Tryphaena releases a final convulsive breath. Directly into her skull, an ear sized arrowhead gave her no time to know pain. Her head contorts sideways. Her torso falls backward, the bed, the mutilated head, and war arrow growing evermore red. The crying newborns are covered in tiny crimson droplets when Pothinus scoops them up under his arms and onto his fat belly.

“Well then, let Heqet live,” proclaims Pothinus while grinning and switching both screaming babies carelessly to one arm. “Ptolemy will feed these swine to the crocodiles!” he gloats looking at the midwife. Then Pothinus thumb-prints the dead Queen’s blood onto Heqet’s forehead. Spinning around his fat-face is grinning with the newborns in his arms. Not even old enough to open eyes, he parades off with the twins. Leaving behind the blood and chaos, as his war-disciples follow.


Three days later in a temple near to the palace...


Gold-plated crocodile skulls hang on the walls above head height. All jaws point upward and each eye-socket supports torchlight. Amber tones fractal about the large underground chamber. A square emerald pool centers the entire space. Small ripples often pace across the water. Two giant crocodiles lie alongside the pool next to stone pits filled with fire coals. They are well-fed reptiles, adorned with gold bands and jewelry. Unconsecrated, a plain reed casket containing Tryphaena’s wrapped body is beside the priest on a black granite altar. He is in ceremonial garments as Heqet enters his temple.

She walks to him and queries with caution, “Sobek are we alone?” then her eyes orbit the room.

“Yes,” his voice echoing inhuman and garbled within the crocodile headdress. Removing it awkwardly, he sets it on the glossy sacrificial granite slab next to him. “Yes,” He nods respectfully to her. “I prepared everything you asked. Raw chicken will bait our females within city canals. Make your underwater pathway, they will follow it.”

Moving across the room and pointing out three containers Sobek continues, “These have the genitals of young male crocodiles. Place them outside the city to draw male predators away from the palace.”

He walks back to Heqet lowering his tone. “Pothinus ordered bodies floated tomorrow. What he did was wrong! I play along to save my life. May that moonless night, bless us. Hurry Heqet!”

“We all do,” she says dropping a fist-sized gray suede pouch of coins and it clatters onto the granite slab.

Adjusting her robes and looking toward the restful twins she nods to him. Moving across the chambers she picks up the wax-sealed clay jars. Then Heqet leaves rushing up a long corridor of winding stone stairs.

Sobek looks back to the newborns. They are calm, quiet, warm, fed, and sleeping. Each infant lay cuddled in cloth in a floating basket of woven reeds. He takes small load-stones off a plate. After shaking a few drops of eucalyptus oil on each one, he wraps them in common-cloth placing a few in each basket.

“Protecting you from Pharaoh and mosquitoes.” he murmurs almost unintelligibly looking up about the room at no one. Still wearing the headdress, he extracts the gold coins and counts them into a lock-box. Then he frantically continues preparing while mumbling stories in Egyptian to the sleeping twins.


The next day after sunset on a moonless night...


Only stars light the night sky. However, ladies of the palace, hand-crafted luminous pyramidal lanterns to float alongside the three reed caskets before its journey to ashes.

High above the canal in a palace tower, a dim flicker of light fills a small round room. Pothinus holds a torch and stands beside his archer. Both men look out the tiny tower window into the canal below, then at each other.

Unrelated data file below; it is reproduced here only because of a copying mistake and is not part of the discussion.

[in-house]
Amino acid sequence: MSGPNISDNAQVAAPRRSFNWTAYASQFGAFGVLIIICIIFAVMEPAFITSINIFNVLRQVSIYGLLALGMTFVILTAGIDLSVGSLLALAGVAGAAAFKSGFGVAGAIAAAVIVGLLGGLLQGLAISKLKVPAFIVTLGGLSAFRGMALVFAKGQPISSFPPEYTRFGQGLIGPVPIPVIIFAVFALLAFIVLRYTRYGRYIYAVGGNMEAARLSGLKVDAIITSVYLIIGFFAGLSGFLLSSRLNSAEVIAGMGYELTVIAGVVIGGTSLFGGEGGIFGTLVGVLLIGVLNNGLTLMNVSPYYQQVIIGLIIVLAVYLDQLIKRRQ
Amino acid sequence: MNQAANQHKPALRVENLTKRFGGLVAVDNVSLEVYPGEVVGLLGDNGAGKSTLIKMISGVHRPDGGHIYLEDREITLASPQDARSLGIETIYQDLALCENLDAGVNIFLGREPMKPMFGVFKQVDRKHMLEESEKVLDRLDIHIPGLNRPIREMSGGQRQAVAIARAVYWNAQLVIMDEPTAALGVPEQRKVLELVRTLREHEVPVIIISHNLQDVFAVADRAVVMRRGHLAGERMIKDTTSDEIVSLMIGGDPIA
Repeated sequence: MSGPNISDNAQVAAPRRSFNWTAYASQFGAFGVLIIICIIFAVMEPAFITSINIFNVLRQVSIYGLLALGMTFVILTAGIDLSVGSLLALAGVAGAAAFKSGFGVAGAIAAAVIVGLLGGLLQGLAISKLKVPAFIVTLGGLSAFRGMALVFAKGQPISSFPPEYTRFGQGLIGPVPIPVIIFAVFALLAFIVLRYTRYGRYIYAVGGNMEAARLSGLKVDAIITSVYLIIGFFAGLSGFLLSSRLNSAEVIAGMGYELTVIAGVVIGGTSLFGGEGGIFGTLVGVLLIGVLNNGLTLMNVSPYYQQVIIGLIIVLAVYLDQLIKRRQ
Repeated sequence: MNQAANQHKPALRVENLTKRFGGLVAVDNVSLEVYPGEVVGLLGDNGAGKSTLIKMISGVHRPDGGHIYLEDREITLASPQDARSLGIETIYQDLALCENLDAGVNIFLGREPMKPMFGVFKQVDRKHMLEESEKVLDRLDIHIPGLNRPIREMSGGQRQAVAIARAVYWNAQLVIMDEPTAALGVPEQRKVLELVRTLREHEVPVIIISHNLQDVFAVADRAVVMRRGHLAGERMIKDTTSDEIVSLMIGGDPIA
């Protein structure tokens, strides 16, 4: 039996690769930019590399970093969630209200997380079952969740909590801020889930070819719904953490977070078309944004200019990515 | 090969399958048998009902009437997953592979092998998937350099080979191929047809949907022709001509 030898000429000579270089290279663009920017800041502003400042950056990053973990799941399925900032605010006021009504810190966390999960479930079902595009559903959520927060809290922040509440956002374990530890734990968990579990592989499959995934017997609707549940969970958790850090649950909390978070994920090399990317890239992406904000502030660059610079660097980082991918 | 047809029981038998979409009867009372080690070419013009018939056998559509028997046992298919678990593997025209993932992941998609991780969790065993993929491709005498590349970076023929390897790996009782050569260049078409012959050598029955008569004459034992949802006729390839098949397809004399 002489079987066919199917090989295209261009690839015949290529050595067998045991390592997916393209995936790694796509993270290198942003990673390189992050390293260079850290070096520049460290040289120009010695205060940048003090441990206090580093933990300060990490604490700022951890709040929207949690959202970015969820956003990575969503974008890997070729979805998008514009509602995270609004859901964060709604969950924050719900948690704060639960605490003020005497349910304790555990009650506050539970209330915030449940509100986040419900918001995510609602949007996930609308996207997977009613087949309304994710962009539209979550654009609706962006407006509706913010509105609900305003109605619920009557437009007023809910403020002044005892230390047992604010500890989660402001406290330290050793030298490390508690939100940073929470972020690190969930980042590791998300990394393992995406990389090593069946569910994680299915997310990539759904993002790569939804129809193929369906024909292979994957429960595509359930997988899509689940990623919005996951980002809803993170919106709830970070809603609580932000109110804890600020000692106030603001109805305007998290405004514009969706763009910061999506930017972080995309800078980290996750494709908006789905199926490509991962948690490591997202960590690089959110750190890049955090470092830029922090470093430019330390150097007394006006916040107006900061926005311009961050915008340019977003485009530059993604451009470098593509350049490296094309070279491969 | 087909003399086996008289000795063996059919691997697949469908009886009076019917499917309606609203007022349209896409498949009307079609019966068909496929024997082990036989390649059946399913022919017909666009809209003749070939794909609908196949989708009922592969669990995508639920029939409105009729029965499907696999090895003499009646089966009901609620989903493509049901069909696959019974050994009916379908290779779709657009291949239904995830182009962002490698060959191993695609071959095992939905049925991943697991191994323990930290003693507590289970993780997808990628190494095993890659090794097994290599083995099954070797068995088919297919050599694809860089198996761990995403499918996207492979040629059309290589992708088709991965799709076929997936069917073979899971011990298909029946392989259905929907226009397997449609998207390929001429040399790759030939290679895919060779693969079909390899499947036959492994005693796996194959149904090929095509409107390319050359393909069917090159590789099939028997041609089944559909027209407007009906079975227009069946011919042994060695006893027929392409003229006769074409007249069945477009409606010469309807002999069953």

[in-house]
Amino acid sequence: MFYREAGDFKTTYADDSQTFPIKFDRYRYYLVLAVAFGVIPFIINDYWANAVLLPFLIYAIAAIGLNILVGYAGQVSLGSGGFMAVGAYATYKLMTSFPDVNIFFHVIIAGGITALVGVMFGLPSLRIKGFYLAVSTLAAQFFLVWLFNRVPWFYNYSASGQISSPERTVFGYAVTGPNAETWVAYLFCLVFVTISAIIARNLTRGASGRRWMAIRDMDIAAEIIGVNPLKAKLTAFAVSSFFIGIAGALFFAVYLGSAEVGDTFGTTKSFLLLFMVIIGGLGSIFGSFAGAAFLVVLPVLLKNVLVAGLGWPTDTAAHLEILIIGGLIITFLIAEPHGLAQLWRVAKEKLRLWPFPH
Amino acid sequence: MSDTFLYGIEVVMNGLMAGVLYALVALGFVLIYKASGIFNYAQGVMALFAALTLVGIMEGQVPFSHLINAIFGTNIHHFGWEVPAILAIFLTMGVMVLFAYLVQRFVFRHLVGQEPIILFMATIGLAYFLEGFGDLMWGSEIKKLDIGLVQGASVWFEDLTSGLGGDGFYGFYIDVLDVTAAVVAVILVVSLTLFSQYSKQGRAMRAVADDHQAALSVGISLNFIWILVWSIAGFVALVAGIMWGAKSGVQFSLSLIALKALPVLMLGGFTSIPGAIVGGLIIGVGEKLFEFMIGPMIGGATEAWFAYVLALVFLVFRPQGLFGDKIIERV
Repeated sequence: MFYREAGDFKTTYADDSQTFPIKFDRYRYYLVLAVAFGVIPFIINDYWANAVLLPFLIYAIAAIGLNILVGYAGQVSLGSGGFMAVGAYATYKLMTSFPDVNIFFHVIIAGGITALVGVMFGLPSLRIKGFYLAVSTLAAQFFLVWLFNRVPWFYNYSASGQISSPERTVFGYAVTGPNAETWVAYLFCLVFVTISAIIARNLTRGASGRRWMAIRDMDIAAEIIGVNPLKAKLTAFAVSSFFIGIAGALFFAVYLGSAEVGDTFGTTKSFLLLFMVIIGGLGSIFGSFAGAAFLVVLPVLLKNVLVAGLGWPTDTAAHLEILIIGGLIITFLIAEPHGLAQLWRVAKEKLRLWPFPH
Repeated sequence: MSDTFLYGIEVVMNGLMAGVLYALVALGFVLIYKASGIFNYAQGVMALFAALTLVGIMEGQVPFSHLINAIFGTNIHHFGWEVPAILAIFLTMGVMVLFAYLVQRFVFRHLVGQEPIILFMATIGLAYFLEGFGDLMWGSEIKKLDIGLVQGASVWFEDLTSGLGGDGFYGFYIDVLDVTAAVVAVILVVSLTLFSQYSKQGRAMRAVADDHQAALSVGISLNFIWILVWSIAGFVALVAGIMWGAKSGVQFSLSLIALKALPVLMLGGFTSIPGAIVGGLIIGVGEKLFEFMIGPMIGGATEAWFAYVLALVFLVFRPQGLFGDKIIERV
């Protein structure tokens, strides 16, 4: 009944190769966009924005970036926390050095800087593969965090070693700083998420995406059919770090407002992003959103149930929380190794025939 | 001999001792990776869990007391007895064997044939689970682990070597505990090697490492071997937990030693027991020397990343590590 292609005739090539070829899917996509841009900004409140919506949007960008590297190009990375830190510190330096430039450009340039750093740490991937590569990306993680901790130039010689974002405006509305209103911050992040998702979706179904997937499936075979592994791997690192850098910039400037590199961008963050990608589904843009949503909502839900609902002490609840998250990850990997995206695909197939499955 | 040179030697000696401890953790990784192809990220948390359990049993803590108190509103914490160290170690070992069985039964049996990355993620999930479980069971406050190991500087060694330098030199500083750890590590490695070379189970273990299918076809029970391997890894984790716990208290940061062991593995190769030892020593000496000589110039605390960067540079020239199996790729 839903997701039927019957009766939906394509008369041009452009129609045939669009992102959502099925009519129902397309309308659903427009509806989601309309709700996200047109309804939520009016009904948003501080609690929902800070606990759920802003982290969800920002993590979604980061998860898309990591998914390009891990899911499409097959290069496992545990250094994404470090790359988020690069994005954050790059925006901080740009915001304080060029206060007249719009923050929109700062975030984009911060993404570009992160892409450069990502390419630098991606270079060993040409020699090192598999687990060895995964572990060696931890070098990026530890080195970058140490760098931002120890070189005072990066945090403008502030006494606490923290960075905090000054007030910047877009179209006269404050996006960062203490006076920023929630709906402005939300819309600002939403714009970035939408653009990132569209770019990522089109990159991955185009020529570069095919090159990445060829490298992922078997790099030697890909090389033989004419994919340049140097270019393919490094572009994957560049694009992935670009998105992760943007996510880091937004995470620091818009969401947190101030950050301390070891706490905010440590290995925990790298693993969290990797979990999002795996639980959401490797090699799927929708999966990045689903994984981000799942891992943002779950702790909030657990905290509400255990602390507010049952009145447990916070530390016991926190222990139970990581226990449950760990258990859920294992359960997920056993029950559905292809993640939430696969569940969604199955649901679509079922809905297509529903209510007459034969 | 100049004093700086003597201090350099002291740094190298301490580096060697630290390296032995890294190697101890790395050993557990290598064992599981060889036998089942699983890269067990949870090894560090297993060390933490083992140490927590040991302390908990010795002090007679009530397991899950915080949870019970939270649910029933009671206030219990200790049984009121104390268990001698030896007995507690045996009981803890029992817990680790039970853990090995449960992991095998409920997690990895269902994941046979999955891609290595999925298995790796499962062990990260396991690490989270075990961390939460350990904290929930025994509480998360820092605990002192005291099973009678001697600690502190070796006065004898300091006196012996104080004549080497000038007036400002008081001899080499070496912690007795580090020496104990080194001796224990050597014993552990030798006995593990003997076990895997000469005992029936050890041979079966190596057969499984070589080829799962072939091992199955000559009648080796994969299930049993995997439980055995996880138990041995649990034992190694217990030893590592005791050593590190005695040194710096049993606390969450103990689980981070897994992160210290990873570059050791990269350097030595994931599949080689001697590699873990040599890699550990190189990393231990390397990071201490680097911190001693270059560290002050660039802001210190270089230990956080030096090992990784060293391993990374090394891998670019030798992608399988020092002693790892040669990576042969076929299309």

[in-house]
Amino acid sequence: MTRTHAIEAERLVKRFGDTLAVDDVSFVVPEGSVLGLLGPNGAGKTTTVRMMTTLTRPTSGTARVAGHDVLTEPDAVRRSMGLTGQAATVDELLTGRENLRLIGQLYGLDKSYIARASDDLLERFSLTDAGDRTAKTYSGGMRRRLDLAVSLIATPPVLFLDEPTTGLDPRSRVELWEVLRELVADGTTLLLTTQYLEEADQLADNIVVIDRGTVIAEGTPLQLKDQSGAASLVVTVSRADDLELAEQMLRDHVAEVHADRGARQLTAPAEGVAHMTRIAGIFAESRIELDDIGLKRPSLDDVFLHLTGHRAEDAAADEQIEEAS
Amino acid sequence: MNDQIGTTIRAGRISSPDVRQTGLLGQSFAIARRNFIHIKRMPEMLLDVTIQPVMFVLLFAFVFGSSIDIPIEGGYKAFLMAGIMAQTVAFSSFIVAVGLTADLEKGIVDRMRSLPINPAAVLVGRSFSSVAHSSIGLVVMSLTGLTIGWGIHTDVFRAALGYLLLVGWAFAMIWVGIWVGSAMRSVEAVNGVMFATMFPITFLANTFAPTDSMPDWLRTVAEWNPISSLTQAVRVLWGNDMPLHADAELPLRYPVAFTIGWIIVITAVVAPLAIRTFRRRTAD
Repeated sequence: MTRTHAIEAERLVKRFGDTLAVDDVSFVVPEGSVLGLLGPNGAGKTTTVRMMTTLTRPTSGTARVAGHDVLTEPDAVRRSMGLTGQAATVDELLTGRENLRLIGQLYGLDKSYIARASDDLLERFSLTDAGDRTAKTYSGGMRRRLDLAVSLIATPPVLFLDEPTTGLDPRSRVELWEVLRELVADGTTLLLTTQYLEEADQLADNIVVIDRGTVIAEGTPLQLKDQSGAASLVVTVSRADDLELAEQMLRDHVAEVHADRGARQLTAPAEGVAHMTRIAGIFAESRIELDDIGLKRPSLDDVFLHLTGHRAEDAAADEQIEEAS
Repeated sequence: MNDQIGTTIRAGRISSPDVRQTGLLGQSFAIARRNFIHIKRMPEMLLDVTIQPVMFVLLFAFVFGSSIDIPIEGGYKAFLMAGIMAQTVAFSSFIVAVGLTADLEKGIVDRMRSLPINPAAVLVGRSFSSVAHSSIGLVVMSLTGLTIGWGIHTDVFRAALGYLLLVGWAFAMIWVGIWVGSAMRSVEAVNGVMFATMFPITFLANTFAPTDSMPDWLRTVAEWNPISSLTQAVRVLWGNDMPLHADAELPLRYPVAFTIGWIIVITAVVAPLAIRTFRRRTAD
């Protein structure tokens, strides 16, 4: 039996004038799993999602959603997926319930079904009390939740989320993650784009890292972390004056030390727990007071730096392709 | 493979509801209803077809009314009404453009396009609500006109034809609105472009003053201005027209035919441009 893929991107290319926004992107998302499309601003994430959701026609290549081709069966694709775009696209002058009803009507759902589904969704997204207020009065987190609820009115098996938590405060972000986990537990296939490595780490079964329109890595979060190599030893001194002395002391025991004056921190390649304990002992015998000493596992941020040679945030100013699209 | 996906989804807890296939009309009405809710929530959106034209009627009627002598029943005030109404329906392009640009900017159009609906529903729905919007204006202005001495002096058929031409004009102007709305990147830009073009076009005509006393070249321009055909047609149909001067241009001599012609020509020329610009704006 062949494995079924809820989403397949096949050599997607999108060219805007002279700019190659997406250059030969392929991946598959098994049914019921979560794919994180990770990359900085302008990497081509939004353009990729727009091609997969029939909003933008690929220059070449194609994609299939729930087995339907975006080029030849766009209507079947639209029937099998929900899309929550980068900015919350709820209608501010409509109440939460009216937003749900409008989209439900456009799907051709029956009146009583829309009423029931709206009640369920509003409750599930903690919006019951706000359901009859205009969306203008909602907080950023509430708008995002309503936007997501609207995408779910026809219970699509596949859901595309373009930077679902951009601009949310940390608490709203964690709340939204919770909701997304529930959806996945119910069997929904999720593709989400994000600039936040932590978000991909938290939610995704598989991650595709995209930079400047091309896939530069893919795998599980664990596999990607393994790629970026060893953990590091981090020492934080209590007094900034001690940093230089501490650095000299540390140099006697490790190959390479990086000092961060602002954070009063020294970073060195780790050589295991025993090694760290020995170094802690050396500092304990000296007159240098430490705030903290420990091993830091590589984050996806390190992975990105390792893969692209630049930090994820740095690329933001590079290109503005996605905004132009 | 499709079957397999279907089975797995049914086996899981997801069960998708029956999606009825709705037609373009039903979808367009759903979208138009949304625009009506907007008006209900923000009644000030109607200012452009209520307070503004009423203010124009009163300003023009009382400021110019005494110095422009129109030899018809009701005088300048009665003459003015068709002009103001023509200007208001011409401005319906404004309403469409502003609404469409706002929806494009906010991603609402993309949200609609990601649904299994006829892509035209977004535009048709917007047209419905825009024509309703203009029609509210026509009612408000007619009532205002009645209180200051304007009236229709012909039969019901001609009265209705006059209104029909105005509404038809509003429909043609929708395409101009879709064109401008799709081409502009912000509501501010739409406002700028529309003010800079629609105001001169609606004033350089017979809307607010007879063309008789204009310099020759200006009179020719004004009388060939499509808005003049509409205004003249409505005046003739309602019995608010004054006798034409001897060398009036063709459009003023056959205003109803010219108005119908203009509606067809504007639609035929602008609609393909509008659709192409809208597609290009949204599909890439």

“Don’t look at me, shoot those little bald-headed one-braided children, I will not be having them feed the crocodiles!” says Pothinus.

Three arrows knock a war-bow held between each finger of the archer who sights out the window frame. Then Pothinus holds the torch looking across the room to the silhouette of Pharaoh Ptolemy.

“Ptolemy steals my fun,” says the Archer looking to the room’s entrance.

“Have you not come to watch us?” inquires Pothinus who lights the arrowheads then commands, “Fire!”

The archer pulls his aim off the children below and launches three flaming arrows toward the canal hitting Tryphaena’s floating casket.

“She was my... sister, Pothinus?” questions Ptolemy.

“Why not play your flute for her, Auletes? answers Pothinus. Only your harem cares, they can not stop me.” “I keep you out of debt with Rome, thus more you spend.” His face exits the tower’s window frame, then he continues, “Now, her daughter must now provide you a son!”


From underwater the temple reptiles guide the caskets leaving the floating lanterns behind. After many paces, the twins tether away from the flaming body of Tryphaena into the shadows.

Heqet and several wet-nurses meet a few miles from the palace near the library of Alexandria. Together they walk in the darkness on uneven streets toward the city harbor.

“There they are,” says Heqet. “Quietly, bring the ropes and help me lift them out of the canal.”


Nine months later in Alexandria...


Ganymedes and his wife sit together in a luxurious office ready to adopt twin girls. It had been several months since their good news. Two administrative assistants filter through a rack of embossed wooden stamps. They use an ink-pad to print the adoption on papyrus. After every page layout, and on separate desks, a scribe writes then an artist paints the agreement.

Watching this process the husband thinks, sighing to himself, “...will this keep her home?.. we’ve never wanted kids... why am I attracted to a tyrant...


Several minutes later...


After the last page transfers over to the artist, a lawyer enters and speaks looking to the new father.

“Again remember part of your required military supplement Ganymedes, is automatically subtracted from the yearly dowry. This makes accounting simple since we do not bill the military. Also, it unites all military children in mandatory daycare and learning at all of Egypt’s libraries or temples.”

Looking away from her husband his wife thinks, “...Yearly money? suddenly it’s not the bargain I had hoped for... I need wine, opium... move to a cheaper city, Saqqara? eventually, divorce him...

“I understand,” says Ganymedes.

“You help us keep peace with Rome and congratulations on the adoption of these twins.” The lawyer stands across from him, meets with both eyes and a positive happy handshake.

His wife reacts to the handshake and shifts thoughts, focusing back on the current conversation. She changes her posture and expression to attention and excitement. The lawyer turns away from her husband to shake her hand. She meets with late timing but places a second hand on top.

Quick to speak she says, “I’m so blessed to become a mother, thank you. Thank you so very much. I’ve never been happier!”